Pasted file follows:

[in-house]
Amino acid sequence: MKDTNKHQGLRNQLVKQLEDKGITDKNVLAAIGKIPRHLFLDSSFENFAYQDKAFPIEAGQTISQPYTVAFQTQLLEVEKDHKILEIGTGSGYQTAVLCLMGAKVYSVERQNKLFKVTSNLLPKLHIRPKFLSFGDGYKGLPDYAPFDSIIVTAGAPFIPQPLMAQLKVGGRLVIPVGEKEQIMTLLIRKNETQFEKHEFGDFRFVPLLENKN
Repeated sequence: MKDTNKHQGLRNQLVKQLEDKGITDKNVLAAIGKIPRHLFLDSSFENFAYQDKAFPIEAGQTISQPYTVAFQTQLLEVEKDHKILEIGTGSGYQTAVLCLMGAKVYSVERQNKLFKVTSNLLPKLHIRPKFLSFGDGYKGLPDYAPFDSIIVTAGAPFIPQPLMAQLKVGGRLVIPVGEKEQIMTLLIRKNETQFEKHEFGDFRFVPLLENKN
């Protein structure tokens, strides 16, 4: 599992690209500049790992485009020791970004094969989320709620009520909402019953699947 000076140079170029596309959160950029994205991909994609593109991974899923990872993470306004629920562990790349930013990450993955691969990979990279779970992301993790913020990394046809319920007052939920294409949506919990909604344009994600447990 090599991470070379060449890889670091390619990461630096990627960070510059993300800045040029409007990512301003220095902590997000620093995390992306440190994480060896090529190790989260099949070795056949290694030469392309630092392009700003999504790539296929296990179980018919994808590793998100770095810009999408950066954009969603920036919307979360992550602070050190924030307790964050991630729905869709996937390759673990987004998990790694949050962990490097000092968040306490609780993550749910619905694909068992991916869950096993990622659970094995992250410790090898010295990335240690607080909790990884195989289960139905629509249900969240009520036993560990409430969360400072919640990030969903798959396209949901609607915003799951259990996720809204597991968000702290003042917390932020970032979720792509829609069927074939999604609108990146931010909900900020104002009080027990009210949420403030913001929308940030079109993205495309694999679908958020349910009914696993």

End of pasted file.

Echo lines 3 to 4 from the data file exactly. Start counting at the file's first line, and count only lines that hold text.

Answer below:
Repeated sequence: MKDTNKHQGLRNQLVKQLEDKGITDKNVLAAIGKIPRHLFLDSSFENFAYQDKAFPIEAGQTISQPYTVAFQTQLLEVEKDHKILEIGTGSGYQTAVLCLMGAKVYSVERQNKLFKVTSNLLPKLHIRPKFLSFGDGYKGLPDYAPFDSIIVTAGAPFIPQPLMAQLKVGGRLVIPVGEKEQIMTLLIRKNETQFEKHEFGDFRFVPLLENKN
């Protein structure tokens, strides 16, 4: 599992690209500049790992485009020791970004094969989320709620009520909402019953699947 000076140079170029596309959160950029994205991909994609593109991974899923990872993470306004629920562990790349930013990450993955691969990979990279779970992301993790913020990394046809319920007052939920294409949506919990909604344009994600447990 090599991470070379060449890889670091390619990461630096990627960070510059993300800045040029409007990512301003220095902590997000620093995390992306440190994480060896090529190790989260099949070795056949290694030469392309630092392009700003999504790539296929296990179980018919994808590793998100770095810009999408950066954009969603920036919307979360992550602070050190924030307790964050991630729905869709996937390759673990987004998990790694949050962990490097000092968040306490609780993550749910619905694909068992991916869950096993990622659970094995992250410790090898010295990335240690607080909790990884195989289960139905629509249900969240009520036993560990409430969360400072919640990030969903798959396209949901609607915003799951259990996720809204597991968000702290003042917390932020970032979720792509829609069927074939999604609108990146931010909900900020104002009080027990009210949420403030913001929308940030079109993205495309694999679908958020349910009914696993």